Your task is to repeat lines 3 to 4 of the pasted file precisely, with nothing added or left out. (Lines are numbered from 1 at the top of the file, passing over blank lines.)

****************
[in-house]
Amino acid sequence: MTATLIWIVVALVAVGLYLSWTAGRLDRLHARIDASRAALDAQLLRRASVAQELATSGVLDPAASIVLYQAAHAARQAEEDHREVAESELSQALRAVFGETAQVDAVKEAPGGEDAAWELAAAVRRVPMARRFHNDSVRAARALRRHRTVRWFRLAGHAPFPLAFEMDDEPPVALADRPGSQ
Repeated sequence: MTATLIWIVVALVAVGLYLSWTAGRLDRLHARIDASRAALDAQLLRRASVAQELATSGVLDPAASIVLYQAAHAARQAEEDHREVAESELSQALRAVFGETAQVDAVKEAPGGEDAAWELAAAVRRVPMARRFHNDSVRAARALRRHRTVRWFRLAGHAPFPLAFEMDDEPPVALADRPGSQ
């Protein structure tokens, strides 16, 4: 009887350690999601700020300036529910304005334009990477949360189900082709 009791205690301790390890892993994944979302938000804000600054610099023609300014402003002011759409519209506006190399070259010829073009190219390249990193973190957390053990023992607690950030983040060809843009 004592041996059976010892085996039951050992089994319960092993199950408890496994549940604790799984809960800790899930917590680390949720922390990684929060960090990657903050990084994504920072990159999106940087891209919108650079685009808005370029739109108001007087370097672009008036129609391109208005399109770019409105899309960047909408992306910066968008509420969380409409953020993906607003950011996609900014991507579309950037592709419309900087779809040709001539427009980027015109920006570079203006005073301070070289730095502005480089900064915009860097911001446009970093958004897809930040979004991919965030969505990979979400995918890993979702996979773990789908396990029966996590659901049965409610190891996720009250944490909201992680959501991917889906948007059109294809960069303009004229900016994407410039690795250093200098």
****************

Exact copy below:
Repeated sequence: MTATLIWIVVALVAVGLYLSWTAGRLDRLHARIDASRAALDAQLLRRASVAQELATSGVLDPAASIVLYQAAHAARQAEEDHREVAESELSQALRAVFGETAQVDAVKEAPGGEDAAWELAAAVRRVPMARRFHNDSVRAARALRRHRTVRWFRLAGHAPFPLAFEMDDEPPVALADRPGSQ
């Protein structure tokens, strides 16, 4: 009887350690999601700020300036529910304005334009990477949360189900082709 009791205690301790390890892993994944979302938000804000600054610099023609300014402003002011759409519209506006190399070259010829073009190219390249990193973190957390053990023992607690950030983040060809843009 004592041996059976010892085996039951050992089994319960092993199950408890496994549940604790799984809960800790899930917590680390949720922390990684929060960090990657903050990084994504920072990159999106940087891209919108650079685009808005370029739109108001007087370097672009008036129609391109208005399109770019409105899309960047909408992306910066968008509420969380409409953020993906607003950011996609900014991507579309950037592709419309900087779809040709001539427009980027015109920006570079203006005073301070070289730095502005480089900064915009860097911001446009970093958004897809930040979004991919965030969505990979979400995918890993979702996979773990789908396990029966996590659901049965409610190891996720009250944490909201992680959501991917889906948007059109294809960069303009004229900016994407410039690795250093200098």